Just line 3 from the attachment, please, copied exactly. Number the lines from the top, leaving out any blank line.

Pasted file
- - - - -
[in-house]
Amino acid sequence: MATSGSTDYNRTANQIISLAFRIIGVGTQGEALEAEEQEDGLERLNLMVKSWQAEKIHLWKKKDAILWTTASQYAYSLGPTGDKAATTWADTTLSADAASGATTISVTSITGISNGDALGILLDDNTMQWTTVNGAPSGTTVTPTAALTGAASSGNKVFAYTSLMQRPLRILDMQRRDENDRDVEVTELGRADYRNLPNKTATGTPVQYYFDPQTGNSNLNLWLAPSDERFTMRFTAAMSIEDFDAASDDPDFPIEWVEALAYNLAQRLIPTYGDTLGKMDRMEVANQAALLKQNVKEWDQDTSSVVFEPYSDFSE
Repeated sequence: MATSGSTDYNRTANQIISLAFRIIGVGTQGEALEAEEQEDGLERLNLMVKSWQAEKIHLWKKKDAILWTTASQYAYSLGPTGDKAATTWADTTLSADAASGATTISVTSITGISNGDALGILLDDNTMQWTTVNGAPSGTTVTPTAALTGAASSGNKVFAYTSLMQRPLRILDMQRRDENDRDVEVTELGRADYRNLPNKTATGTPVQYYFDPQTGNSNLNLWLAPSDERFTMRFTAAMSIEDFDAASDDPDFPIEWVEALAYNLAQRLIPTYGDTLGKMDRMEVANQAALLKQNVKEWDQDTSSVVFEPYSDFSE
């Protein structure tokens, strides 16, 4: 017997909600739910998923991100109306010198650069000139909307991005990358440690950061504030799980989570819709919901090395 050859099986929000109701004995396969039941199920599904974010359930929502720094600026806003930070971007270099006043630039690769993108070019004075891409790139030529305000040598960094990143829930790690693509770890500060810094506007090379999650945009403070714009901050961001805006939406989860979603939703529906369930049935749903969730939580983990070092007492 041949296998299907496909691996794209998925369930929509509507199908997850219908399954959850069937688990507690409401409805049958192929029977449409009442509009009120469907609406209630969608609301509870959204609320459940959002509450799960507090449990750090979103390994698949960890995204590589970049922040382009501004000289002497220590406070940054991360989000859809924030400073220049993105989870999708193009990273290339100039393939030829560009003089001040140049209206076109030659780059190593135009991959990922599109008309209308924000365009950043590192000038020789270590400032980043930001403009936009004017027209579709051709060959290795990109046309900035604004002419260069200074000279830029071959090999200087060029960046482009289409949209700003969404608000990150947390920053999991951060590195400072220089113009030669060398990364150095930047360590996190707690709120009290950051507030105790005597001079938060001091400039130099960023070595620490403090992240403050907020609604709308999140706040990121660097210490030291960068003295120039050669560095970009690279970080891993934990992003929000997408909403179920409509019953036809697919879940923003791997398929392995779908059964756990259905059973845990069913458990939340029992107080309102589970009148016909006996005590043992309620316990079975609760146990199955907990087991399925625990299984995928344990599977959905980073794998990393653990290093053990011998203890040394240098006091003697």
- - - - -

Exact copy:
Repeated sequence: MATSGSTDYNRTANQIISLAFRIIGVGTQGEALEAEEQEDGLERLNLMVKSWQAEKIHLWKKKDAILWTTASQYAYSLGPTGDKAATTWADTTLSADAASGATTISVTSITGISNGDALGILLDDNTMQWTTVNGAPSGTTVTPTAALTGAASSGNKVFAYTSLMQRPLRILDMQRRDENDRDVEVTELGRADYRNLPNKTATGTPVQYYFDPQTGNSNLNLWLAPSDERFTMRFTAAMSIEDFDAASDDPDFPIEWVEALAYNLAQRLIPTYGDTLGKMDRMEVANQAALLKQNVKEWDQDTSSVVFEPYSDFSE